Next to the display there are six push-buttons, which allows user to change an active input, change the settings in the menu, turn on the mute mode (a green LED lights up) or switch it to standby mode (red light). The rear panel has been machined from a single aluminum plate. It holds Neutrik and Cardas connectors. There are two analog outputs - balanced and unbalanced - and one chooses between them with a small switch.

    The inside is almost entirely occupied by a large, made of high-quality material, printed circuit board with Platinum Signature MSB Technology's 32-bit DAC modules. These are resistors turned on using semiconductors, controlled by a DSP. CEC features four mono converters, controlled by two DSPs from Analog Devices. These contain the digital filters, including upsamplers, as well as the re-clocking circuit. There is no conventional I/U conversion or buffers, or even amplifiers in the output stage. The output is transformer buffered – these are supplied by the British company Carnhill. It's an interesting choice, because the vast majority of manufacturers of audio products chooses Swedish Lundahl transformers.

    At the sides there are two PCBs with power supplies – there are as many as four separate Talem transformers for each channel separately, for the display and auxiliary systems. The USB input features a receiver prepared by JL Sounds. It uses a programmable XMOS chip, supported by high quality oscillators - a separate one for input signal and two more for an output signal. There is also a re-clocking circuit there that reduces jitter. The PCB accepts USB signal in an asynchronous mode, with resolution up to 384 kHz and 32 bits, and therefore the level of DXD. It also allows the transmission of DSD signal (using DoP protocol). The system delivers I2S and S/PDIF signals. To isolate the noise coming from a computer from the rest of the system, I2S output (and also, if someone uses it, the S/PDIF one), oscillators and re-clocking circuit are galvanically isolated from the XMOS USB input.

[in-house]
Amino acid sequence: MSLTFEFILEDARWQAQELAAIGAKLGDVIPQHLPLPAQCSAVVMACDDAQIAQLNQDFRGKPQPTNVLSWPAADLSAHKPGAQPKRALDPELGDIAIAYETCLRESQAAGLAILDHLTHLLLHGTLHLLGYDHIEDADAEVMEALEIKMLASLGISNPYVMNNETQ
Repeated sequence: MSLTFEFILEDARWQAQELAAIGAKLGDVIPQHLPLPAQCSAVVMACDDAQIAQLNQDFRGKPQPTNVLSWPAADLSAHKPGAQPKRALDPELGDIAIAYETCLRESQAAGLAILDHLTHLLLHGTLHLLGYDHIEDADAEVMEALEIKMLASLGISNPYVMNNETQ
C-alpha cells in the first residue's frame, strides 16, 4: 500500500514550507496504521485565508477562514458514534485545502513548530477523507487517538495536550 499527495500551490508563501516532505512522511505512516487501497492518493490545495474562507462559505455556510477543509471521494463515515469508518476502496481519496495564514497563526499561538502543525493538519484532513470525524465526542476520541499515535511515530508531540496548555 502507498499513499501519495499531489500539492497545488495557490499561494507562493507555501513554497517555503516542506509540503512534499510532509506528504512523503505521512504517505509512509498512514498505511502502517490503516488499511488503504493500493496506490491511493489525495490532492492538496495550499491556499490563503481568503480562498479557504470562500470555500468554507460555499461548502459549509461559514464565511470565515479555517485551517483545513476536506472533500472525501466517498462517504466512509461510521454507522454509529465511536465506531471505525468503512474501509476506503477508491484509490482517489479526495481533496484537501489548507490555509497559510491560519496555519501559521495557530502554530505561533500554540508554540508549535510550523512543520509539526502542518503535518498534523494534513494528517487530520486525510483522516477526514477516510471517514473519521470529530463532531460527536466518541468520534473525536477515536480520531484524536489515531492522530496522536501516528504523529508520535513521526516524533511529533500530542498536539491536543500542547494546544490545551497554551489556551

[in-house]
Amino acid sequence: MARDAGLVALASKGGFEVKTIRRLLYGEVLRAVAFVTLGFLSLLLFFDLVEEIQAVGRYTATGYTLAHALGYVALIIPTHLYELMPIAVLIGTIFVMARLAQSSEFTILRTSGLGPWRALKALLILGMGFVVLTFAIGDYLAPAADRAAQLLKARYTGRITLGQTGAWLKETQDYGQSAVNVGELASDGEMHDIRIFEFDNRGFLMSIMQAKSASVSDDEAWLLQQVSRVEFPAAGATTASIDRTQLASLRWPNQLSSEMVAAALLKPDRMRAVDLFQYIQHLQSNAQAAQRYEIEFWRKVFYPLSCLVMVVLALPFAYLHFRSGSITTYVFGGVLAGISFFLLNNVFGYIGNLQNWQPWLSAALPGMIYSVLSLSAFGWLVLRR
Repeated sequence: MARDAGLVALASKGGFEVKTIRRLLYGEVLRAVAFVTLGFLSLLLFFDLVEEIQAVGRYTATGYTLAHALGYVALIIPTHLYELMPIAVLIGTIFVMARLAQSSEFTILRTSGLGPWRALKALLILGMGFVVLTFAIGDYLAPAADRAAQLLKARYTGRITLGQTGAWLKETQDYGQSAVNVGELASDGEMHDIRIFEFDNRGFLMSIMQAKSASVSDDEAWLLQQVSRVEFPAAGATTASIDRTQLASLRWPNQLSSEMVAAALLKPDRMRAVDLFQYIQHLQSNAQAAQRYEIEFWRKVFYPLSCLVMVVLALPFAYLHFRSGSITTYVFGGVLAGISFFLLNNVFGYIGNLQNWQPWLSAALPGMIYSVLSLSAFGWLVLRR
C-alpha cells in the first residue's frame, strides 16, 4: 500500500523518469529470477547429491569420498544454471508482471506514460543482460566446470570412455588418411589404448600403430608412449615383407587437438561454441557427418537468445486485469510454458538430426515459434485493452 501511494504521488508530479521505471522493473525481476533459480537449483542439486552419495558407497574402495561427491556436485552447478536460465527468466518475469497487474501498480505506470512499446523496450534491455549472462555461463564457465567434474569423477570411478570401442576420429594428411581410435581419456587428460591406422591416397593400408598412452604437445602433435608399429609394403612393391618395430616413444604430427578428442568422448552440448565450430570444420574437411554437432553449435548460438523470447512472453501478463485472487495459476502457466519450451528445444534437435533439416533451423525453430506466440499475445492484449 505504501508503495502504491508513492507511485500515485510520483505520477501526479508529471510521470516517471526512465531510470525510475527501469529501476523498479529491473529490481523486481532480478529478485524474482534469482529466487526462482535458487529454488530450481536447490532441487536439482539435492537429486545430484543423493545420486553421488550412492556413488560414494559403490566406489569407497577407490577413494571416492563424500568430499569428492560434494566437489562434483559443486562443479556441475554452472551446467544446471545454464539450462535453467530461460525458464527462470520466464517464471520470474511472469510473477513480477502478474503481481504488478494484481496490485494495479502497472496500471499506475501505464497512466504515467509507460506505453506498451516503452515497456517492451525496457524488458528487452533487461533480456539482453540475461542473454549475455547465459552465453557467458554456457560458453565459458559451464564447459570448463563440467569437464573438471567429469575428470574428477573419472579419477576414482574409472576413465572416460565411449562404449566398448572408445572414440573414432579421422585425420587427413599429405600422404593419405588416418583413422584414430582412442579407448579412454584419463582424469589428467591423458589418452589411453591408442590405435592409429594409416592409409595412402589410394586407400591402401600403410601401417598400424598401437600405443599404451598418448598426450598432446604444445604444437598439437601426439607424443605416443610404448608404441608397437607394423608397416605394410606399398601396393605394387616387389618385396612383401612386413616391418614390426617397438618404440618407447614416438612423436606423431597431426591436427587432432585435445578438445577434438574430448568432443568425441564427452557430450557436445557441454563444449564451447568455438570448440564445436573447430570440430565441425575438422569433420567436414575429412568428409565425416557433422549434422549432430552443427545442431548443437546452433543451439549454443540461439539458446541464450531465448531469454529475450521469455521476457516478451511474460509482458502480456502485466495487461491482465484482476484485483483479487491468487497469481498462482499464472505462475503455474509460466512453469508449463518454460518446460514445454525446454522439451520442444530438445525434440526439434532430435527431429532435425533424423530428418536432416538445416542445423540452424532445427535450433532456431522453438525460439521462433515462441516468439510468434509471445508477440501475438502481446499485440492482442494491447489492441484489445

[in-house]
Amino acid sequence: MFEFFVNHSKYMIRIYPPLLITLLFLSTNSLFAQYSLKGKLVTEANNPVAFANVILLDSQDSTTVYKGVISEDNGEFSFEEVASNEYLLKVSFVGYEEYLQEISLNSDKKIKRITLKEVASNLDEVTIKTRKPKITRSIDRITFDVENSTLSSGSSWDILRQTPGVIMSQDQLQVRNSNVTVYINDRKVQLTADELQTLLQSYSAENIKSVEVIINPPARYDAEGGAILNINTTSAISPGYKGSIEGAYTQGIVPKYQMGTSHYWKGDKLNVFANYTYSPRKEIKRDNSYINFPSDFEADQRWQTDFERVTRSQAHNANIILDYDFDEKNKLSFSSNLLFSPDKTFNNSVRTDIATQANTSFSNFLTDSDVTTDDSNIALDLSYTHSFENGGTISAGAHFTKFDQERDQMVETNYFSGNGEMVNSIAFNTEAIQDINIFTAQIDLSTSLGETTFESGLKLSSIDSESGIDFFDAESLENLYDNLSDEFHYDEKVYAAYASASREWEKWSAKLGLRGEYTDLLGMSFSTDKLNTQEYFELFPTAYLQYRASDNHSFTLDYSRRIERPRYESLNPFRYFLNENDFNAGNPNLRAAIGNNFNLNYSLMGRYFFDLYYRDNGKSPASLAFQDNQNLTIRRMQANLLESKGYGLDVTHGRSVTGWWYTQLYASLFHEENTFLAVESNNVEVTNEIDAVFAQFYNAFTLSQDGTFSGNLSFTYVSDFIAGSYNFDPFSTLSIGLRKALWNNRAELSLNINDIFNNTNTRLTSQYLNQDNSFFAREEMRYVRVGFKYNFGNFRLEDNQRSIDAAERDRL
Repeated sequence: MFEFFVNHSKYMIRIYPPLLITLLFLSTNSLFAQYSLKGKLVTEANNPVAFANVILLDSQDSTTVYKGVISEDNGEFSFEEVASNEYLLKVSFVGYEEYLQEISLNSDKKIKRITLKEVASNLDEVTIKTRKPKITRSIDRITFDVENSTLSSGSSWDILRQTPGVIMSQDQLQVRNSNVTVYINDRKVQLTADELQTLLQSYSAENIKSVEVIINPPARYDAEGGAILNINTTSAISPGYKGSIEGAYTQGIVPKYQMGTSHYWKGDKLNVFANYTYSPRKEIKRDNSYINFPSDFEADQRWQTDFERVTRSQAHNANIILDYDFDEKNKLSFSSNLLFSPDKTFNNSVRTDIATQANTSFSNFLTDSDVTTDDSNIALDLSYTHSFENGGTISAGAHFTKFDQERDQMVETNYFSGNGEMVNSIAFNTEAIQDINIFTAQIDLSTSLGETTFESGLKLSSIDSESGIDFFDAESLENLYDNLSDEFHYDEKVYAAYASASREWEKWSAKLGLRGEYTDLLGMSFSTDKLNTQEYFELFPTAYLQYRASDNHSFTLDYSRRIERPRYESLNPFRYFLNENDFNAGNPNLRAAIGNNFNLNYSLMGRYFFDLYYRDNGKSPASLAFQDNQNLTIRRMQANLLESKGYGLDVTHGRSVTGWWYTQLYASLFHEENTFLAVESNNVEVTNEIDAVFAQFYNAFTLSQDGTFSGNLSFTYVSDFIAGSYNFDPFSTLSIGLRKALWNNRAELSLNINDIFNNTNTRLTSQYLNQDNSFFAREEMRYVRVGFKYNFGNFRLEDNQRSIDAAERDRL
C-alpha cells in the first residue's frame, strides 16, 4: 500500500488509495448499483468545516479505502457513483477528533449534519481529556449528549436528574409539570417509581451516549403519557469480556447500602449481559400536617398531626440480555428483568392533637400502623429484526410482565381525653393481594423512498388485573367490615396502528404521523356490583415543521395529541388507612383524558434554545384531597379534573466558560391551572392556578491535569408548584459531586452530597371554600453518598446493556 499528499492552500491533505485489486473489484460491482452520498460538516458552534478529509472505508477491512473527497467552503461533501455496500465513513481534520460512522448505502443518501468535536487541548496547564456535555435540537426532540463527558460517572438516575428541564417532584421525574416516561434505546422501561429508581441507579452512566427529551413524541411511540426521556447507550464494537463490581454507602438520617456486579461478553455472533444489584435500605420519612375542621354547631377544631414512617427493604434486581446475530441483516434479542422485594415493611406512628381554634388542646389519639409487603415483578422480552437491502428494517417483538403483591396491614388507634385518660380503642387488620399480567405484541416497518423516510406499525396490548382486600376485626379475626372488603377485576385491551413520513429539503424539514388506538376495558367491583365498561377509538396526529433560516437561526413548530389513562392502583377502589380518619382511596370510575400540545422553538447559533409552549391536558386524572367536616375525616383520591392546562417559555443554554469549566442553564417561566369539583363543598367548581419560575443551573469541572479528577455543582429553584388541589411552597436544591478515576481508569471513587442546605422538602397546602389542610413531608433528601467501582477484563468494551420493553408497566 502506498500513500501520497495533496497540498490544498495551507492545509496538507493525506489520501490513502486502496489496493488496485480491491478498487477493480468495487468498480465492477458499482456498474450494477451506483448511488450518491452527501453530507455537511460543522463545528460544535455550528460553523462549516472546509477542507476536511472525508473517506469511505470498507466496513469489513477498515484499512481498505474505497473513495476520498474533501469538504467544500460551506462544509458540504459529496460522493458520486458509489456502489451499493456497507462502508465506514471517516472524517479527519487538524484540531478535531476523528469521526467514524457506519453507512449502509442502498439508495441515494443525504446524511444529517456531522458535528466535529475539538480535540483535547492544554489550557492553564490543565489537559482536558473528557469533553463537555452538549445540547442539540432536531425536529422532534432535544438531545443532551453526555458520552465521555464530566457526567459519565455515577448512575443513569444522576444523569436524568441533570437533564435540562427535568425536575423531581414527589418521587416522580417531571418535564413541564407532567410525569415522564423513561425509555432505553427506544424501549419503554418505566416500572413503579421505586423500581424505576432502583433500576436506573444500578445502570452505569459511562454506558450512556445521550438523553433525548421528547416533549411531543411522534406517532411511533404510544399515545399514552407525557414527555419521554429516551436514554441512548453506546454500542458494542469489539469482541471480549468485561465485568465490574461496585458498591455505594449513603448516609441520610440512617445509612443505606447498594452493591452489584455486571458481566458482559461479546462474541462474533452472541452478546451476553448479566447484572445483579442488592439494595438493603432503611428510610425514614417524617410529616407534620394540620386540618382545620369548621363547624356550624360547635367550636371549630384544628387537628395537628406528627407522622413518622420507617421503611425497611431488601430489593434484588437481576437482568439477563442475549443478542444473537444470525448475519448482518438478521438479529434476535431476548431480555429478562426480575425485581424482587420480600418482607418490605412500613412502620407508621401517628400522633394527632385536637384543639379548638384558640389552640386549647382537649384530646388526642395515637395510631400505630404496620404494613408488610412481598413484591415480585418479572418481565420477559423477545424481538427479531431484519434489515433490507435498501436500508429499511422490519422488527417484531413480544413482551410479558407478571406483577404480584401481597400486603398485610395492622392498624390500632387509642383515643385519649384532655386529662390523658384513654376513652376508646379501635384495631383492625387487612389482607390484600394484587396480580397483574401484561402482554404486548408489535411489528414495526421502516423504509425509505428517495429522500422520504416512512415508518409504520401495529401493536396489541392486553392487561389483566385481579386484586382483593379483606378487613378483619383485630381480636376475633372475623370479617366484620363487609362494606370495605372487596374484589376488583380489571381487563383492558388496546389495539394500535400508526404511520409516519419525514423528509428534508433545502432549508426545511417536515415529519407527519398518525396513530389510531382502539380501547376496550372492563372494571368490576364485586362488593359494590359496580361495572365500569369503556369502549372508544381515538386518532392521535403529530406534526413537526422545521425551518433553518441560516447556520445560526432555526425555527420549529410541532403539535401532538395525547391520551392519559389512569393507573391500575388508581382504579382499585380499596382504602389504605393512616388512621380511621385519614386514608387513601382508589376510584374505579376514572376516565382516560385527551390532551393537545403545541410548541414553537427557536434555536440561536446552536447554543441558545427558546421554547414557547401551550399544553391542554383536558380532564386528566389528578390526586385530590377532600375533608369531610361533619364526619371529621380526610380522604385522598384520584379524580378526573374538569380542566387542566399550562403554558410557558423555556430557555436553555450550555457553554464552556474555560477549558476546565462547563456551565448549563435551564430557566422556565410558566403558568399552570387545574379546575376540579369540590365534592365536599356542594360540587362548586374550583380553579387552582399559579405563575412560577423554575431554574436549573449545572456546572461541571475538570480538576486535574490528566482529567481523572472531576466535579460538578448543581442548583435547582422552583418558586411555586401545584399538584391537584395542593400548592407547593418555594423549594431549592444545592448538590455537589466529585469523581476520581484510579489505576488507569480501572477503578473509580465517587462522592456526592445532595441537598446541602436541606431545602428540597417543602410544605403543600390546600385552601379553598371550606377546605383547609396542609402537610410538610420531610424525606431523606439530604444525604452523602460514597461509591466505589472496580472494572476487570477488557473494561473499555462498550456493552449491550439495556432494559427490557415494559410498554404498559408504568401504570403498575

Specifications (according to manufacturer)

    • Input signal:
    32/384 (USB) | 24/192 (other inputs)
    Digital inputs:
    • SUPERLINK: BNC x 4
    • S/PDIF (RCA)
    • AES/EBU
    • USB 2.0: PCM 32 bits/32-384 kHz | DSD 64/2,8224-128/5,6448 MHz
    Power consumption: 30 W
    Dimensions (W x H x D): 432 x 400 x 120 mm
    Weight: around 16 kg
    Color: silver, black



    - Turntable: AVID HIFI Acutus SP [Custom Version]
    - Cartridges: Miyajima Laboratory KANSUI, review HERE | Miyajima Laboratory SHILABE, review HERE | Miyajima Laboratory ZERO (mono) | Denon DL-103SA, review HERE
    - Phono stage: RCM Audio Sensor Prelude IC, review HERE

    - Compact Disc Player: Ancient Audio AIR V-edition, review HERE

    - Line Preamplifier: Polaris III [Custom Version] + AC Regenerator, regular version review (in Polish) HERE
    - Power amplifier: Soulution 710
    - Integrated Amplifier: Leben CS300XS Custom Version, review HERE